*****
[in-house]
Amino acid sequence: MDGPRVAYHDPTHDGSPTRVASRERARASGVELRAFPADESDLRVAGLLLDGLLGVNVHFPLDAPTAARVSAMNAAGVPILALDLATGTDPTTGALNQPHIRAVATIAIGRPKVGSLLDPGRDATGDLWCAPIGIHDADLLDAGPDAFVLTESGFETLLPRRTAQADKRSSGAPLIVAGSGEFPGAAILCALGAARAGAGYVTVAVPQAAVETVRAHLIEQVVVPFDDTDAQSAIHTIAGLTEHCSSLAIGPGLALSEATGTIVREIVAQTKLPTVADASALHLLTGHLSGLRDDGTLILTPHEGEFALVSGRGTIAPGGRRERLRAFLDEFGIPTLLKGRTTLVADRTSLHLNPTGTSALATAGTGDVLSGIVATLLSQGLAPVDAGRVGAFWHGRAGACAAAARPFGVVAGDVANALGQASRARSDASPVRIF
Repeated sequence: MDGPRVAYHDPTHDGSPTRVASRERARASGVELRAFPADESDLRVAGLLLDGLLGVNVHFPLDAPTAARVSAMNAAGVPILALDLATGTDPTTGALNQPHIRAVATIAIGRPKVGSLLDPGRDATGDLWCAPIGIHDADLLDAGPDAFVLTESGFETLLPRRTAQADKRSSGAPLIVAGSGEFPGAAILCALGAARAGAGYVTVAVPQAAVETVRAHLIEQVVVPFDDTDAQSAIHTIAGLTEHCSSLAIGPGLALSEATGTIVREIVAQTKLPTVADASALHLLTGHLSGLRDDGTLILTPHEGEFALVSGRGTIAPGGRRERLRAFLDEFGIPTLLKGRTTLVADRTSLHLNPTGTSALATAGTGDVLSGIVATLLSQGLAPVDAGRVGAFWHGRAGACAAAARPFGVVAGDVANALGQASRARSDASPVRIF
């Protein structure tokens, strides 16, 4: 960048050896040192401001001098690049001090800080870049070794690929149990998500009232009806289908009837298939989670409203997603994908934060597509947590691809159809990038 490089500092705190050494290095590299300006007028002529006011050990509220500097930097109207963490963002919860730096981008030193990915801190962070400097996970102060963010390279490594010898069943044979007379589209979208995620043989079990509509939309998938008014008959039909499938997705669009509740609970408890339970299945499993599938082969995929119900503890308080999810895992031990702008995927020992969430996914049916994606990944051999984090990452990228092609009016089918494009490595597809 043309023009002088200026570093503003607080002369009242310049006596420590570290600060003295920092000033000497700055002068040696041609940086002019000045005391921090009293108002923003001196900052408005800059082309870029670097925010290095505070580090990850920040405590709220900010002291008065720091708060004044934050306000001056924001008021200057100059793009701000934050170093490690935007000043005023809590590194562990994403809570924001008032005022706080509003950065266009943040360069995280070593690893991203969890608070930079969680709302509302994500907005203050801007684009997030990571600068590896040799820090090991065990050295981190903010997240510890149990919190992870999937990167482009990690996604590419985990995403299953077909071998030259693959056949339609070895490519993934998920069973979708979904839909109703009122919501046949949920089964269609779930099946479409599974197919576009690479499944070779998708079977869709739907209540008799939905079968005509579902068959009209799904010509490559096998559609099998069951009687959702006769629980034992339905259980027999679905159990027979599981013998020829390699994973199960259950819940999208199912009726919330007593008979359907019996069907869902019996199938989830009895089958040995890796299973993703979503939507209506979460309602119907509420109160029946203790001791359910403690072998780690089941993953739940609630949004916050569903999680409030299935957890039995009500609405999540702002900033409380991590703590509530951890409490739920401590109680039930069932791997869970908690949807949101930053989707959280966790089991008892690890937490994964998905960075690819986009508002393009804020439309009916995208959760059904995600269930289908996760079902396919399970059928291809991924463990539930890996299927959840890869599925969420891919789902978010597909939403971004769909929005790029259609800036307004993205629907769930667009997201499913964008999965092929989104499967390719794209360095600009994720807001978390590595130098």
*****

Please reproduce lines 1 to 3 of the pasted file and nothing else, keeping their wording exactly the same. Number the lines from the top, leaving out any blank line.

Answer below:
[in-house]
Amino acid sequence: MDGPRVAYHDPTHDGSPTRVASRERARASGVELRAFPADESDLRVAGLLLDGLLGVNVHFPLDAPTAARVSAMNAAGVPILALDLATGTDPTTGALNQPHIRAVATIAIGRPKVGSLLDPGRDATGDLWCAPIGIHDADLLDAGPDAFVLTESGFETLLPRRTAQADKRSSGAPLIVAGSGEFPGAAILCALGAARAGAGYVTVAVPQAAVETVRAHLIEQVVVPFDDTDAQSAIHTIAGLTEHCSSLAIGPGLALSEATGTIVREIVAQTKLPTVADASALHLLTGHLSGLRDDGTLILTPHEGEFALVSGRGTIAPGGRRERLRAFLDEFGIPTLLKGRTTLVADRTSLHLNPTGTSALATAGTGDVLSGIVATLLSQGLAPVDAGRVGAFWHGRAGACAAAARPFGVVAGDVANALGQASRARSDASPVRIF
Repeated sequence: MDGPRVAYHDPTHDGSPTRVASRERARASGVELRAFPADESDLRVAGLLLDGLLGVNVHFPLDAPTAARVSAMNAAGVPILALDLATGTDPTTGALNQPHIRAVATIAIGRPKVGSLLDPGRDATGDLWCAPIGIHDADLLDAGPDAFVLTESGFETLLPRRTAQADKRSSGAPLIVAGSGEFPGAAILCALGAARAGAGYVTVAVPQAAVETVRAHLIEQVVVPFDDTDAQSAIHTIAGLTEHCSSLAIGPGLALSEATGTIVREIVAQTKLPTVADASALHLLTGHLSGLRDDGTLILTPHEGEFALVSGRGTIAPGGRRERLRAFLDEFGIPTLLKGRTTLVADRTSLHLNPTGTSALATAGTGDVLSGIVATLLSQGLAPVDAGRVGAFWHGRAGACAAAARPFGVVAGDVANALGQASRARSDASPVRIF